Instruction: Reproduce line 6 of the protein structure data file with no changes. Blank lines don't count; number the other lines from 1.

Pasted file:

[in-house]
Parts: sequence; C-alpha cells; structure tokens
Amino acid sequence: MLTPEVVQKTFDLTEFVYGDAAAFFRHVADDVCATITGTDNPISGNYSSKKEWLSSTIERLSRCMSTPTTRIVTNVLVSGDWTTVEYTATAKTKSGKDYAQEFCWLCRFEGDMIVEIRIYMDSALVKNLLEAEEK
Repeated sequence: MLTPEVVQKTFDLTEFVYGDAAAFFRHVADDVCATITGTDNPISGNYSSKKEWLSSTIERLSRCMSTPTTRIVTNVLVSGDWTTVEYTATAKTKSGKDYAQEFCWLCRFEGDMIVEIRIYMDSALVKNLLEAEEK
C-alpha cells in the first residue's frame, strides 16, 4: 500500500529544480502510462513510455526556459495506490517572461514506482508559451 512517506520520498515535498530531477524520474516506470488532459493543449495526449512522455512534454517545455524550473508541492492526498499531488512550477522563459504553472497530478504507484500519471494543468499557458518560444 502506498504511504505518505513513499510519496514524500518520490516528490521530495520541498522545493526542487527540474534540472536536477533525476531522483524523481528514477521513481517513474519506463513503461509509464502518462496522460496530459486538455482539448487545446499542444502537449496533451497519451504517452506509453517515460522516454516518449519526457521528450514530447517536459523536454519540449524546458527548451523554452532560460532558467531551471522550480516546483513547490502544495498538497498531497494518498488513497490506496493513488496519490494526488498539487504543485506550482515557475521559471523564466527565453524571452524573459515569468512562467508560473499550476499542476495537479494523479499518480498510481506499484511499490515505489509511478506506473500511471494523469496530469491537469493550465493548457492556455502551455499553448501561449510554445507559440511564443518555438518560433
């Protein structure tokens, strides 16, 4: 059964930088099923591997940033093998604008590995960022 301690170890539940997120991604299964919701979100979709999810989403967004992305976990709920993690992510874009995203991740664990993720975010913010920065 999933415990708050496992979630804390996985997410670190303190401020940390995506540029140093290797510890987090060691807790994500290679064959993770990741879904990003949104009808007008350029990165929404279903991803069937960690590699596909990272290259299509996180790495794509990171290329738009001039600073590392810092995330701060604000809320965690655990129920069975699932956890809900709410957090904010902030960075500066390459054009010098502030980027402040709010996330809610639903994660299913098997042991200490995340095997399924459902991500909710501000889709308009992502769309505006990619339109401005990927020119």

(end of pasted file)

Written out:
């Protein structure tokens, strides 16, 4: 059964930088099923591997940033093998604008590995960022 301690170890539940997120991604299964919701979100979709999810989403967004992305976990709920993690992510874009995203991740664990993720975010913010920065 999933415990708050496992979630804390996985997410670190303190401020940390995506540029140093290797510890987090060691807790994500290679064959993770990741879904990003949104009808007008350029990165929404279903991803069937960690590699596909990272290259299509996180790495794509990171290329738009001039600073590392810092995330701060604000809320965690655990129920069975699932956890809900709410957090904010902030960075500066390459054009010098502030980027402040709010996330809610639903994660299913098997042991200490995340095997399924459902991500909710501000889709308009992502769309505006990619339109401005990927020119």